Re: Happiness, in pursuit thereof

Writing when everything hurts

Photo by Amy Humphries for Unsplash.

Hi, TLCers, nice to see you! Everything is a piece of shit. 

Call it August doldrums, call it 2020 part 2, call it global catastrophe, call it burnout, call it burning, just call it like it is: bad.

Lately I’ve felt like my brain is literally breaking. I swear I can hear it creaking when I check the news each morning (or, more likely, in the middle of the night), every time I scroll through Twitter—whatever’s been holding the ol’ gal up all these years is showing some strain, and the screws are getting ready to split. I want to dance naked and jump from boulder to boulder and pad barefoot through the goddamn forest or something, slugs and rotted leaves sliding beneath my toes, smell the cool river that’s waiting and running at once. I want to feel the sun burning on the backs of my knees. But instead I sit and stare at a computer screen, and the void stares back. It looks awful out there. It looks awful in here.

Can writing help? 

Welcome to existence.

Writing through… this?

I’m not the first person to observe that what we’re all living through these days and recent years has felt a lot like never-ending grief—so much so, it might be helpful to turn to some of the strategies the experts on writing-through-grief have developed for us, and try and incorporate what feels good to us in our regular writing practice. Please return next week, when I’ll share some writing and exercises related to writing through grief (that post will not be paywalled, but hit the button below to make sure you get the notif).

Others of us might not be experiencing this time as a grieving, but as a fading. A fading away of the picture we had of our lives, how things were going to work, what we could reasonably expect of ourselves and others, what we could reasonably hope for the world. Part of what fades away for us sometimes is the desire to create anything. With all that fading, so goes the light—what else are we to see by?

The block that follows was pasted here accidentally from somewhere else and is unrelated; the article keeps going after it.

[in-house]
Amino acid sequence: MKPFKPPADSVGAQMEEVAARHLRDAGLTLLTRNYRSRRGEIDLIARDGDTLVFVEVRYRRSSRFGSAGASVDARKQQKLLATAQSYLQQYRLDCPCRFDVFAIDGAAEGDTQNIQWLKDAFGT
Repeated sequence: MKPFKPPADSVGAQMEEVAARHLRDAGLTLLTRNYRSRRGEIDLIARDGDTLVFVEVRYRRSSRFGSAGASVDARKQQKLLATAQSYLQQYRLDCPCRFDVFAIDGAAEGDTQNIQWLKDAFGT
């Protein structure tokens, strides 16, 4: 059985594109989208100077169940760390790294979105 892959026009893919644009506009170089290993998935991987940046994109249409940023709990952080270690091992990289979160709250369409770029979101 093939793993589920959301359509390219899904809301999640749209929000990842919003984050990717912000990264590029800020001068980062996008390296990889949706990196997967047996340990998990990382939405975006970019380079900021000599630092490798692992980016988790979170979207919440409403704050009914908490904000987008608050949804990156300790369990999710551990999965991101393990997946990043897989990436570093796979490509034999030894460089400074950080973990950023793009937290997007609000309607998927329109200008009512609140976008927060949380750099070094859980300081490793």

A couple of years ago, an editorial agency blogged about the difference between “writer’s block” and “writer’s burnout.” Obviously a ton has been written at this point about the warning signs and symptoms of burnout—but it was interesting to see this specifically related to writing, and it’s so much about the feeling of being uninspired and even anti-inspired (writing is pointless!), a term I just coined, that I wanted to share it today.

The symptoms of creative burnout

A selection from the NYBookEditors blog:

  • You think about your writing “to do” list while attempting to relax
  • You can’t relax
  • You don’t sleep well
  • You don’t enjoy writing anymore
  • Everything you write sounds the same
  • Everything (including writing) seems pointless
  • You procrastinate
  • You’re isolated and don’t socialize as much as you once did
  • Your work isn’t as good as it once was
  • You have trouble locating your creative self
  • You fantasize about running away from it all
  • You’re moody and negative
  • You’re lethargic
  • You’re forgetful
  • You’re constantly fending off a cold (burnout stress often leads to physical stress)

(Please note that this is a selection from the larger list, which originally contains a number of symptoms of clinical depression, including “you’re depressed.” Please seek help if you are experiencing depression or think you might be depressed, or if you just want someone to listen to you and help.)

While this list is helpful to get a sense of how you’re doing, what do you do if you check off 50% or 80% or 100% of these symptoms? 

The good advice remains good always: take a break (no, a real break), go outside, blah blah thank you. The rest of that post isn’t worth reading for the advice, but I liked this a lot:

“Your mission isn’t to find new writing ideas. Rather, your goal is to reignite your desire to write. When you see others do beautiful things, it compels you to do beautiful things, too. Greatness always unlocks greatness.” 

You’ve heard me say things like this a lot since the start of TLC. You have to fill your creative cup. It’s not your job right now to do the inspiring, or even to inspire yourself. (WTF is “inspiration” anyway, and what’s its role in writing? Tune in for some future edition of The Long Conversation, probably!) Your job is to make this not a job. Ya know how, as a writer, one of your biggest goals is to inspire people? Well, guess what! Other writers have worked just as hard to inspire you, so why not do them a favor and use what they have created for exactly what it’s for? For beauty multiplies beauty.

How, Rachel? You are in a grief spiral and not making any sense!

I defy thee. Let’s get started.

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